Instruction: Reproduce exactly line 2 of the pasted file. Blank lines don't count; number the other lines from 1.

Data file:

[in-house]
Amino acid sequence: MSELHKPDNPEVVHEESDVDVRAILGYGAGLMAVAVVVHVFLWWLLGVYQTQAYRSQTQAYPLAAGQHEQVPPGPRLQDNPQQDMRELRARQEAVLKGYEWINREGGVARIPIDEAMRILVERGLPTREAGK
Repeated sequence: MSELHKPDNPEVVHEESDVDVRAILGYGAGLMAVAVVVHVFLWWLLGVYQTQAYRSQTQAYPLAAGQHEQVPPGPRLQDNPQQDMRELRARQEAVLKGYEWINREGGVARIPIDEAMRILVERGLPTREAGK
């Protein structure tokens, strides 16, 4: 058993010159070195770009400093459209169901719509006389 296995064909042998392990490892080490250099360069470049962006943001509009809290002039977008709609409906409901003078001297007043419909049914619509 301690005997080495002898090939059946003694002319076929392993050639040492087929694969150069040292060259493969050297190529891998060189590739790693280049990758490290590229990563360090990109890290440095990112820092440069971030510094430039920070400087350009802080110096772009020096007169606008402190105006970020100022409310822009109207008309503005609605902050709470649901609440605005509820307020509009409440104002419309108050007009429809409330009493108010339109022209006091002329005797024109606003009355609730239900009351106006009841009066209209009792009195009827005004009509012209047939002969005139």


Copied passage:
Amino acid sequence: MSELHKPDNPEVVHEESDVDVRAILGYGAGLMAVAVVVHVFLWWLLGVYQTQAYRSQTQAYPLAAGQHEQVPPGPRLQDNPQQDMRELRARQEAVLKGYEWINREGGVARIPIDEAMRILVERGLPTREAGK